WASHINGTON — As society debates the ethics of cloning, scientists and ethicists say it is important to understand that cloning a human being could never produce an exact duplicate.
Everything from the cytoplasm of the egg cell where the DNA genetic blueprint is placed, to whether a cloned person remembered the Beatles would impose individuality on “borrowed” DNA.
Even identical twins, who are nature’s clones, are not totally identical. Clones made in a laboratory would be twins born years or decades apart, separated by generational and cultural chasms.
“By far the most mischievous misunderstanding is this idea that you can Xerox people,” said Harold Shapiro, president of Princeton University and chairman of the National Bioethics Advisory Committee which President Clinton has asked to evaluate the legal and moral dimensions of cloning.
“If you lost a child or parent, and wanted to bring a person back — you can’t do that,” Ian Wilmut, the scientist who cloned a sheep in Scotland, told a U.S. Senate panel last week.
Many experts, including Wilmut, are deeply troubled by the idea of cloning humans, a technology that could transform reproduction into replication; that could turn a parent and child into a pair of identical twins.
“If you take the DNA and, 20 years later, you put it in a different uterus, you couldn’t possibly replicate a person,” said Harvard University medical ethicist Lisa Geller.
“And if that’s what you’re trying to do, to replicate a person — you’re going to have a hell of a hard time with a teenager,” she added.
Ethicists, geneticists, biologists and psychologists argue endlessly about the balance of “nature” and “nurture” in human development, about which traits are inborn and which are shaped from environment and experience.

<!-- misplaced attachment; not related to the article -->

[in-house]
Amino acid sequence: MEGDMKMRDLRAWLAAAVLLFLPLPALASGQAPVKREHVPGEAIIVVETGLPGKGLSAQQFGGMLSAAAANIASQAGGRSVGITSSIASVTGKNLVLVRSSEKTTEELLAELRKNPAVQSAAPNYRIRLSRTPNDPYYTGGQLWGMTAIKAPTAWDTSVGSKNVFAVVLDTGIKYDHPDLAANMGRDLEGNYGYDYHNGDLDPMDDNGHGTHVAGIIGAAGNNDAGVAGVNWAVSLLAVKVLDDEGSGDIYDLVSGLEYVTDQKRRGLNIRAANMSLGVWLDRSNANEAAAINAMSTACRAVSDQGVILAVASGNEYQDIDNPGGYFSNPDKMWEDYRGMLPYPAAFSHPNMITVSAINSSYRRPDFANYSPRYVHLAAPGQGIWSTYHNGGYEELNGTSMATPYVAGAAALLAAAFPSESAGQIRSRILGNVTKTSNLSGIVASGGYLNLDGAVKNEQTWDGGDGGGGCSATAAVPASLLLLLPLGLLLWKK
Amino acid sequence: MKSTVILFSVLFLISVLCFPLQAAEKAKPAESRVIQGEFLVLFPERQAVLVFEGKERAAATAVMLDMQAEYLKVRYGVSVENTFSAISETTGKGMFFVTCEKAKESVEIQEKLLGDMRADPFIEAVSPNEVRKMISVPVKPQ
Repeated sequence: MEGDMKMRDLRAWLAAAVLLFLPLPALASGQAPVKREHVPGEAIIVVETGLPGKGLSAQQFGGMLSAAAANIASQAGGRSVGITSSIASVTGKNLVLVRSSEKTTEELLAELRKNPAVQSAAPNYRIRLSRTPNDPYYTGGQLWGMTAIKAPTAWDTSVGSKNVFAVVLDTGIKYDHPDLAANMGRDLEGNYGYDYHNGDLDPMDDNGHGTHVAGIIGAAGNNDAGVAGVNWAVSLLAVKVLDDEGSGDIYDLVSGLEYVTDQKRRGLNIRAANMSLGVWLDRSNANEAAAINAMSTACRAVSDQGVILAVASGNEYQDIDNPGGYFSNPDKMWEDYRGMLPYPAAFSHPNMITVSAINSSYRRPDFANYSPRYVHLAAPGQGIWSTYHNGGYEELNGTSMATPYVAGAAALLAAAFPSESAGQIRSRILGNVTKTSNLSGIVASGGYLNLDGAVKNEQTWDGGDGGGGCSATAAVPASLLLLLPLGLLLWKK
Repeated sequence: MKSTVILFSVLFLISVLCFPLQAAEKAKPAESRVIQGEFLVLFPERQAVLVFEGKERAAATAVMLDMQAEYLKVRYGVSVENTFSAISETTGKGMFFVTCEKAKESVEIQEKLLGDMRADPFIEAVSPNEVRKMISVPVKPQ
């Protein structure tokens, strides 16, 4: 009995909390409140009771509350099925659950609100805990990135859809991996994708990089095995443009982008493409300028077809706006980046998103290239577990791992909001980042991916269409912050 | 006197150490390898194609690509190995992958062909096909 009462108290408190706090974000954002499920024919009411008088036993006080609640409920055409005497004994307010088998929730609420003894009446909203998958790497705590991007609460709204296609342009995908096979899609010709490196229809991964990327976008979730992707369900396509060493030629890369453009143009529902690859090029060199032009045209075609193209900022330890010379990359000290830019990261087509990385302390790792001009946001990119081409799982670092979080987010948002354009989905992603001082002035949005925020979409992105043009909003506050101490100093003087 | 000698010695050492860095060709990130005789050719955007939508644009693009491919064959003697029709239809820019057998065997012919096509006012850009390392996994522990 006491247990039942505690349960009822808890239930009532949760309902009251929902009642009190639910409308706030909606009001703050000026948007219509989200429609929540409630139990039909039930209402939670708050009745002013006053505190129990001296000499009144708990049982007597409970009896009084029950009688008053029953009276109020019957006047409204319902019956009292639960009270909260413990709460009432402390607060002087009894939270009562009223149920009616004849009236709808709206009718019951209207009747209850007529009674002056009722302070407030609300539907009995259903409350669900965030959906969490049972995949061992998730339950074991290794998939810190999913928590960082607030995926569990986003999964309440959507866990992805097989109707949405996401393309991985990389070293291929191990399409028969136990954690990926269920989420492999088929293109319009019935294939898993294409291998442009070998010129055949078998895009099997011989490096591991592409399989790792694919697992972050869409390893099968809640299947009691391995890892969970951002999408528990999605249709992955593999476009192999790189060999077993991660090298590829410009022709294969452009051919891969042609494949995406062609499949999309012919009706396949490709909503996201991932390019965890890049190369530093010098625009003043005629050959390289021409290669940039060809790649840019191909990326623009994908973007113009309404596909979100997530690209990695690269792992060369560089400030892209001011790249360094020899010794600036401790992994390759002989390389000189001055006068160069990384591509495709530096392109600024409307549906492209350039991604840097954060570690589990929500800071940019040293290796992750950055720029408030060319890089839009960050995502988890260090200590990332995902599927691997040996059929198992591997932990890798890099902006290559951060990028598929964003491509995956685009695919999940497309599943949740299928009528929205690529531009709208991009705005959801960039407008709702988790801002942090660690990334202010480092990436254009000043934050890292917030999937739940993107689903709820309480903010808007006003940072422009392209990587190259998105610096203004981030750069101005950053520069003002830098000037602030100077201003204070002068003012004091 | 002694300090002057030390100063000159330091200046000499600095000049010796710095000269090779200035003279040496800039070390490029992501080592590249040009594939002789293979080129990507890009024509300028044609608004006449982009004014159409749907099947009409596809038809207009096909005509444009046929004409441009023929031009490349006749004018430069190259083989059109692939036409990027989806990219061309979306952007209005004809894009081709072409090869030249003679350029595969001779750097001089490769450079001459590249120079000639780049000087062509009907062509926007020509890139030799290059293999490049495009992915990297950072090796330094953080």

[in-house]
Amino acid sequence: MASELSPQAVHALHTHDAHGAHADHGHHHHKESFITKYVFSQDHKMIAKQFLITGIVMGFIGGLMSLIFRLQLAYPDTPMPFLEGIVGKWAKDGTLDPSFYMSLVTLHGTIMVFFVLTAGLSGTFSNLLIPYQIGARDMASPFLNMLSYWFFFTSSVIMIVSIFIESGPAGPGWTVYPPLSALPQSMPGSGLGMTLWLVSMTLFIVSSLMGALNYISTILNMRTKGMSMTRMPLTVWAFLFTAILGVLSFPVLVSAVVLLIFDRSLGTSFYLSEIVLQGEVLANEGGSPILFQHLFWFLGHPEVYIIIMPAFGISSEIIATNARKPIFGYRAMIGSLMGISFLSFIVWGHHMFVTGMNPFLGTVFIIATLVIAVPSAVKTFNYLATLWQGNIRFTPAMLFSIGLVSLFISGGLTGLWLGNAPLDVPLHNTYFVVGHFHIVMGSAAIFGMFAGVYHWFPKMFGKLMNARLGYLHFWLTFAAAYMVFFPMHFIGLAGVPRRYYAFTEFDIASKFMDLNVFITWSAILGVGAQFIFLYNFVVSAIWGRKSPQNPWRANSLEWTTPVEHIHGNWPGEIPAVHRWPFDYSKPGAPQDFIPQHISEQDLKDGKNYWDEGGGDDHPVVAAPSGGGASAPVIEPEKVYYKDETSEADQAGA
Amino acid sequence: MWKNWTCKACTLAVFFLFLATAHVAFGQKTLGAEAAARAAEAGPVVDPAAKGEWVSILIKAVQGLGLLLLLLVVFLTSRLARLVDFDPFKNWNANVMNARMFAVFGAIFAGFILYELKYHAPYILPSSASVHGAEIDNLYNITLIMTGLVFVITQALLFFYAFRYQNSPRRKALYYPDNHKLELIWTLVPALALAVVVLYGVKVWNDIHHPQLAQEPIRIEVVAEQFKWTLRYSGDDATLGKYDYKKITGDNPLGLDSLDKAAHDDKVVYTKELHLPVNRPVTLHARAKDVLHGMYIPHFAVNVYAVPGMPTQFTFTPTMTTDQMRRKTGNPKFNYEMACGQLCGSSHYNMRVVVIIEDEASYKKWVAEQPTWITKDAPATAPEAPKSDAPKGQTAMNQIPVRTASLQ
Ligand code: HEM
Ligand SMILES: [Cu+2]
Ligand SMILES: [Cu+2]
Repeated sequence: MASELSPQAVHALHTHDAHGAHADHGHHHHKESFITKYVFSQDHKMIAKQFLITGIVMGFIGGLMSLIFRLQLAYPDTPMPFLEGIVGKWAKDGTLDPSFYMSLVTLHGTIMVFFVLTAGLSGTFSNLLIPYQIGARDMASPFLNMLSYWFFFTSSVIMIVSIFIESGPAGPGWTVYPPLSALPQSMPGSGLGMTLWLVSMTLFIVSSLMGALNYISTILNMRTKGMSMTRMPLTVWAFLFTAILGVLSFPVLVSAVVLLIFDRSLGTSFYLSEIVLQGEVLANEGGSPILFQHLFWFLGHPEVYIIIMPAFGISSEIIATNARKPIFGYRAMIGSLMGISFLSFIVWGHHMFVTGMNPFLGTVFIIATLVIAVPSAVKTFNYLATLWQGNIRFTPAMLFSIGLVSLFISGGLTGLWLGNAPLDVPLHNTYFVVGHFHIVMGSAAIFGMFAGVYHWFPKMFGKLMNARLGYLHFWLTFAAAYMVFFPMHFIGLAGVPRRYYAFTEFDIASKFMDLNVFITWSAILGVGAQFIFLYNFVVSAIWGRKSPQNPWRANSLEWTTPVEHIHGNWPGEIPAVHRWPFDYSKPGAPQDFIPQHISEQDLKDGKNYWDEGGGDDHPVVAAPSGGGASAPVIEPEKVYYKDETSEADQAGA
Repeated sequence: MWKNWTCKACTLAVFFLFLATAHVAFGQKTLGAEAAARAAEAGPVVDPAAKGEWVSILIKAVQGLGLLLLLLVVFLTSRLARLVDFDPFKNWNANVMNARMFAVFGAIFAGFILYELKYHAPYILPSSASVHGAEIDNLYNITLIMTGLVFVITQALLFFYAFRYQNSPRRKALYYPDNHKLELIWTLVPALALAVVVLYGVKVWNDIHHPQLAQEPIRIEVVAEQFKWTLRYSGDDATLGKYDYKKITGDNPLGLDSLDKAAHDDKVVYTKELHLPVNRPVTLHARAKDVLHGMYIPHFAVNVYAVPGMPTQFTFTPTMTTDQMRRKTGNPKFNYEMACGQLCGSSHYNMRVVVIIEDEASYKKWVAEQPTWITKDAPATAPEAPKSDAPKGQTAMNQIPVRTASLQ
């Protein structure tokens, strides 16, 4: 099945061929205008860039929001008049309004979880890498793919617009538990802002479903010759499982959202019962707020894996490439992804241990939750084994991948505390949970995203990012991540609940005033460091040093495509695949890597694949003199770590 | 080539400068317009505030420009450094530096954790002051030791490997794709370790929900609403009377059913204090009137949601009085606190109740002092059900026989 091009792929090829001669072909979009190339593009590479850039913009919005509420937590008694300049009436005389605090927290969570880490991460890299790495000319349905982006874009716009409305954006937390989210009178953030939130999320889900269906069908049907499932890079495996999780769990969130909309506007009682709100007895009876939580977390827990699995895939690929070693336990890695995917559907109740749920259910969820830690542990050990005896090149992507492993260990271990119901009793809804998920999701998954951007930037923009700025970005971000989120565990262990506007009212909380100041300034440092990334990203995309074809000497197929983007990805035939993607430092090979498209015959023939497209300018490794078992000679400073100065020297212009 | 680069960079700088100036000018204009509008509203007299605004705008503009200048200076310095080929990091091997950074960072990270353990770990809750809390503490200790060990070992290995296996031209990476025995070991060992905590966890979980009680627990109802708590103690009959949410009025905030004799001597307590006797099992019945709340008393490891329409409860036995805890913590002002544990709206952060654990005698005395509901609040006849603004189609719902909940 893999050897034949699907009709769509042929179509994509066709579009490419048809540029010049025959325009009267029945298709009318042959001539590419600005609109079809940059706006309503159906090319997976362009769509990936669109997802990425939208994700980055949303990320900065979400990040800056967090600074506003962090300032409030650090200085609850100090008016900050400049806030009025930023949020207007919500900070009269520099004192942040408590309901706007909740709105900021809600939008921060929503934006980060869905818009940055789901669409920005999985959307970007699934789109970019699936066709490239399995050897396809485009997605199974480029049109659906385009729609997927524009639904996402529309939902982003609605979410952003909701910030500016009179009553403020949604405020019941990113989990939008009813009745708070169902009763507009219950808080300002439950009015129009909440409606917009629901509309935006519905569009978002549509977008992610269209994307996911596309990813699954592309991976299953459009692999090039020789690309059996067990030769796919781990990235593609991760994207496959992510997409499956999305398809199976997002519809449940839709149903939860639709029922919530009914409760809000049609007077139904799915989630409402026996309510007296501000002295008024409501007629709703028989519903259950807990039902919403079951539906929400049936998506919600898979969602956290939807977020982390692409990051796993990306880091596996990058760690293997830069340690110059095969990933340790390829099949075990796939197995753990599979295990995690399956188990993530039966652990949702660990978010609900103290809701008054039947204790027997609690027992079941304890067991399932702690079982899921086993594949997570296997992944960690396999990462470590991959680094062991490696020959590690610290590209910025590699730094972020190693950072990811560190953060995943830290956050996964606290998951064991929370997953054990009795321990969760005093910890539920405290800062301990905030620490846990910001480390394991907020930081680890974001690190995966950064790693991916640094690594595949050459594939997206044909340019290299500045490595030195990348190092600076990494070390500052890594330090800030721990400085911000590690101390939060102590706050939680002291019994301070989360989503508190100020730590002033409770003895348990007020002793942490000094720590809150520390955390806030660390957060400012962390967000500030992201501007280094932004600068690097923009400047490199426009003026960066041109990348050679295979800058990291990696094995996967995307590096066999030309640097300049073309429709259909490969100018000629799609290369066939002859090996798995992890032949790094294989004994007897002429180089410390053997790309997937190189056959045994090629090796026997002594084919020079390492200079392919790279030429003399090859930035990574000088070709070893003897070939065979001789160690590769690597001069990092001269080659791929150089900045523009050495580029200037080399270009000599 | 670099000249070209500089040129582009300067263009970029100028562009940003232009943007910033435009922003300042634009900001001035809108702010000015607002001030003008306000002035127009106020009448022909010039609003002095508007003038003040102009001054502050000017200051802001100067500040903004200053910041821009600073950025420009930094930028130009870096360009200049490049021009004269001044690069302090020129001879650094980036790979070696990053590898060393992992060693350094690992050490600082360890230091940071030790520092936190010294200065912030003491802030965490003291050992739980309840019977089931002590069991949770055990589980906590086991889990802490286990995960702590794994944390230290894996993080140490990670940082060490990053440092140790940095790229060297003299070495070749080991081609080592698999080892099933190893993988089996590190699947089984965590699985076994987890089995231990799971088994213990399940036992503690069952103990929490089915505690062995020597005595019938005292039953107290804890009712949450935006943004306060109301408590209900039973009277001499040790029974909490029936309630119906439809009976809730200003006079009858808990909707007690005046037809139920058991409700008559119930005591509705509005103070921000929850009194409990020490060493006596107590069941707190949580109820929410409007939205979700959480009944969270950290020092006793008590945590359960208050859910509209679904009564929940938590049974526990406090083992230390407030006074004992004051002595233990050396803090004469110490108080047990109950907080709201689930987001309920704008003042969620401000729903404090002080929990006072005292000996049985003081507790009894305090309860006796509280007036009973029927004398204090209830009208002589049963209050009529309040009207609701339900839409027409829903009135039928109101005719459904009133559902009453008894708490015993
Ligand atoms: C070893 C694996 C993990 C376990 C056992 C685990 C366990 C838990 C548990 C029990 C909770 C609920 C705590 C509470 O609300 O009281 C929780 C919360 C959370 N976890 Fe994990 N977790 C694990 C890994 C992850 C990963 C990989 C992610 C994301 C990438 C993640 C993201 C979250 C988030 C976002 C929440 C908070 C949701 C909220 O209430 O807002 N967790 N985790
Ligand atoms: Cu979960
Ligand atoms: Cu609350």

But even those experts tilting toward the “nature” end of the spectrum, like psychologist Thomas Bouchard of the well-known University of Minnesota Center for Twin and Adoption Research, say human clones would look alike, but would not necessarily be alike.
“The difference in temporal experience would magnify the difference in personality,” said Bouchard, who believes about half of psychological tendencies are inherited.
Environmental factors come into play from the very start. The cytoplasm of the cell into which the DNA is placed will be different from the adult cell from which it is derived. Small pieces of genetic material, known as mitochondrial DNA, will also be distinct.
And once the clone is implanted into a womb, the prenatal environment will differ as well. The diet of the woman carrying the fetus, whether she smokes, what chemicals or toxins she encounters in her daily life all affect the child.
“Identical twins are usually brought up roughly together, and treated in similar ways. But if the clone and source differ by a generation … all kinds of things change over a generation, what’s allowed, what’s taught, our diet,” said Philip Kitcher, a philosopher at the University of San Diego and the author of The Lives to Come: the Genetic Revolution and Human Possibilities.
A clone of Albert Einstein, taken out of 19th century Germany and placed, for instance, in late 20th century southern California would probably still be smart, and may well have the same wild white hair. But he would not necessarily become a physicist.
A clone of Michael Jordan would probably be tall, agile and have lightning reflexes. But he might not become a professional basketball player.
And a clone of any ordinary man or woman might look almost indistinguishable from the genetic parent, but could have a whole different view of the world, based on experience, luck or what theologians would call soul.
“Dolly (the cloned sheep) is a snapshot — not a snapshot of an adult sheep but one of that sheep’s cells,” said University of Pennyslvania bioethicist Glenn McGee.